Jacob A. Toby
Born: July 13, 1940
Died: November 13, 1999
Jack Toby was born in White Plains, New York, and came to Yale from White Plains High School. Jack was a member of Saybrook, where he was on the council and soccer and hockey teams. He belonged to Pi Sigma Alpha, the Dramat, Challenge, the John Dewey Society, the German Club, Hillel, and Dwight Hall.
Jack majored in Politics and Economics, was on the Dean's List and was a ranking scholar, and was awarded the White Prize in 1960.
Jack was a quintessential New Yorker who enjoyed politics, culture, and working for the well-being of the community. He died suddenly while exercising at his home in Manhattan on Saturday, November 13, 1999.
Jack's commitment to public service was evident from an early age, when he was deeply involved in youth civic organizations and student government as a high school student, and in public affairs groups at Yale University. After graduating in 1962, he had a long career in education and public service, beginning as a teacher at the Mayflower School in Ikenne, Nigeria, from 1962 to 1964. Named a Woodrow Wilson Fellow, he took a degree in Economics at Stanford in 1966, after which he served in several public agencies in federal, state, and municipal government. In recent years, he taught public administration as an adjunct professor at several universities in the New York metropolitan area. He was an active member of the American Society for Public Administration, serving as president of the New York Metropolitan Chapter in 1992-1993.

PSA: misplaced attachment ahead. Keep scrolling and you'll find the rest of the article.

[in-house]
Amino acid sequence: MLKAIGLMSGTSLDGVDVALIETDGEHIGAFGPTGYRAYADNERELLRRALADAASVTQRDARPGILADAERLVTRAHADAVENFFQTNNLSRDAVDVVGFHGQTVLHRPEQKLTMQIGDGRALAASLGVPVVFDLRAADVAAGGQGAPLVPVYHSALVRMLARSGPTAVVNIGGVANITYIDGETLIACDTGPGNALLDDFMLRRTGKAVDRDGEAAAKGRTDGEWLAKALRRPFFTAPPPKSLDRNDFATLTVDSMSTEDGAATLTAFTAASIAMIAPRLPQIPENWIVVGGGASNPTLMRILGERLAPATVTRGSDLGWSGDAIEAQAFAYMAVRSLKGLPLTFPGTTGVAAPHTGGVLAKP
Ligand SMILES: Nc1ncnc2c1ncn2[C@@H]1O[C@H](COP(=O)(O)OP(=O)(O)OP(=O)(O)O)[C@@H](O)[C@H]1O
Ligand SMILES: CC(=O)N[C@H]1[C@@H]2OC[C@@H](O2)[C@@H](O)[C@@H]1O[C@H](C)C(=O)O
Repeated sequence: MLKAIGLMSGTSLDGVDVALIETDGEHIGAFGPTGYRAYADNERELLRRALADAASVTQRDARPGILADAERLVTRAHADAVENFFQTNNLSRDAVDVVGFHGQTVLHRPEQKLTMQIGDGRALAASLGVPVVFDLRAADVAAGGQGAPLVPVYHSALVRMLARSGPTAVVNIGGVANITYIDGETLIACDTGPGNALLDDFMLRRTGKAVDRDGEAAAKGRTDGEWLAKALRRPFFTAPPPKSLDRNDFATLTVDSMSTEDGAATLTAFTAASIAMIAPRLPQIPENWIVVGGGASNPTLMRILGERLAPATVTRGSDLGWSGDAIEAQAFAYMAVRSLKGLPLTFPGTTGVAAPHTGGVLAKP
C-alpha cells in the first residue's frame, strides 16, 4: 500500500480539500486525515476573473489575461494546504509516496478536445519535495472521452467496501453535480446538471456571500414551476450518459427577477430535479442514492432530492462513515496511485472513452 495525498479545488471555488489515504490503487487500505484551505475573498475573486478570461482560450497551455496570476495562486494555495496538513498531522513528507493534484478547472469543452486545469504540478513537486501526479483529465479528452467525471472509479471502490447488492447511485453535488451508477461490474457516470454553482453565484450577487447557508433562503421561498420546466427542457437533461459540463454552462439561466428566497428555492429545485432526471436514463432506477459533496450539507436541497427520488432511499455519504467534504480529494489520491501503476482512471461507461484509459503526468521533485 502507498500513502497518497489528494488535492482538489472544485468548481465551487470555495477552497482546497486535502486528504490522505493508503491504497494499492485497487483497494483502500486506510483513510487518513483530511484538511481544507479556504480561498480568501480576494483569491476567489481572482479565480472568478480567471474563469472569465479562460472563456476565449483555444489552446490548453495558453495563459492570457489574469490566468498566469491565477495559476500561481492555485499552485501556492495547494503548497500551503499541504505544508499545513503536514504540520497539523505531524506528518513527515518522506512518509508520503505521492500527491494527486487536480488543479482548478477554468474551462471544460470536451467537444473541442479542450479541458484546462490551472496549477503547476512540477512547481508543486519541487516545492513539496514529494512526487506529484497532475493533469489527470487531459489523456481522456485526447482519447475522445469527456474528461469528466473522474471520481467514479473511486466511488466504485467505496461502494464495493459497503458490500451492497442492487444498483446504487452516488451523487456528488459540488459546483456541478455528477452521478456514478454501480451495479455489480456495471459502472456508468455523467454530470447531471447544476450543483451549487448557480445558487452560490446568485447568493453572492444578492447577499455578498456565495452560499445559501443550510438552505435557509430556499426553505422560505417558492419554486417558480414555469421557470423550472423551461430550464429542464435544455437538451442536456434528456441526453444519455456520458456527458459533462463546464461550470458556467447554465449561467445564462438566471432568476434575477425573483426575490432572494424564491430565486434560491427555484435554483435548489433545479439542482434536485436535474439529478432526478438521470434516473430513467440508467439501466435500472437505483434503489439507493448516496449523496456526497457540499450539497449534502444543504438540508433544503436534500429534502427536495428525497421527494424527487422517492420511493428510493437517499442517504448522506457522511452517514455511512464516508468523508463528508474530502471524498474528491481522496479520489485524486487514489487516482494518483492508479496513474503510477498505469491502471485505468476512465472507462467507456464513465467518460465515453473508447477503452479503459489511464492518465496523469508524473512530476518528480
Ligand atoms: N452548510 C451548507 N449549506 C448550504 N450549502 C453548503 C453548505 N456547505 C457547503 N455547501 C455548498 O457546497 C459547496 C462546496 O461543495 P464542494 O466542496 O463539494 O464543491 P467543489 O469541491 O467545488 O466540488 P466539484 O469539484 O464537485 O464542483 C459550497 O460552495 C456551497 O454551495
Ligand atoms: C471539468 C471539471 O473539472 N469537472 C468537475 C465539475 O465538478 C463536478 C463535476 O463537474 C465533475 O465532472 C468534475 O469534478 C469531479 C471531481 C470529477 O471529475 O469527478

Jack was especially committed to improving the education of young people, frequently volunteering his time to tutor inner-city children in math, science, and writing in the New York City schools. He had a deep and abiding interest in finding innovative ways of resolving conflicts through better communication.
A man of immense energy and passion, he was an avid skier, equestrian, and runner, this last a carryover from his days as a track and cross-county star at White Plains High School in the 1950's.
Jack was an avid reader of wide-ranging interests, as well as a writer of short stories, essays, and sketches. His most recent story, "Death and Violence on the Broadway Local," appeared in The Berkshire Review in Spring, 1999, and was posted on our class web pages. He was also an accomplished amateur photographer, and traveler, committed to the continual discovery of new places and new ideas.
Since 1984, he shared his journey of discovery with his wife, Anne Fribourg, a clinical psychologist in private practice in New York. He is also survived by his brother Ronald Toby, and his sisters, Nancy Grube and Martha Gooze. He had no children.